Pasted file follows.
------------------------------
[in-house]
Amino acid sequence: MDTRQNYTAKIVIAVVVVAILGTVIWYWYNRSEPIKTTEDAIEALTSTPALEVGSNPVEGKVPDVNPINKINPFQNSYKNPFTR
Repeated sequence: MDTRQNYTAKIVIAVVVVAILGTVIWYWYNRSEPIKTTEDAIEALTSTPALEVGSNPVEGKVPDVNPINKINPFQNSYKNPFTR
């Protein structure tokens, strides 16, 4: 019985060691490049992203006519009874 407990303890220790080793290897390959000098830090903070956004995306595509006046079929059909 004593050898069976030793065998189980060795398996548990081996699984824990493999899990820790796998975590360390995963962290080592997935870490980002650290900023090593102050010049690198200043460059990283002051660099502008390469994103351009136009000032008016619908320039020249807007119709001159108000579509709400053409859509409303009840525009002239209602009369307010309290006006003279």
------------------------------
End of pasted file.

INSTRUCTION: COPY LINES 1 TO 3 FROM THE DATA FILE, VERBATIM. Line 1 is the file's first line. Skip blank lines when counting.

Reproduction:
[in-house]
Amino acid sequence: MDTRQNYTAKIVIAVVVVAILGTVIWYWYNRSEPIKTTEDAIEALTSTPALEVGSNPVEGKVPDVNPINKINPFQNSYKNPFTR
Repeated sequence: MDTRQNYTAKIVIAVVVVAILGTVIWYWYNRSEPIKTTEDAIEALTSTPALEVGSNPVEGKVPDVNPINKINPFQNSYKNPFTR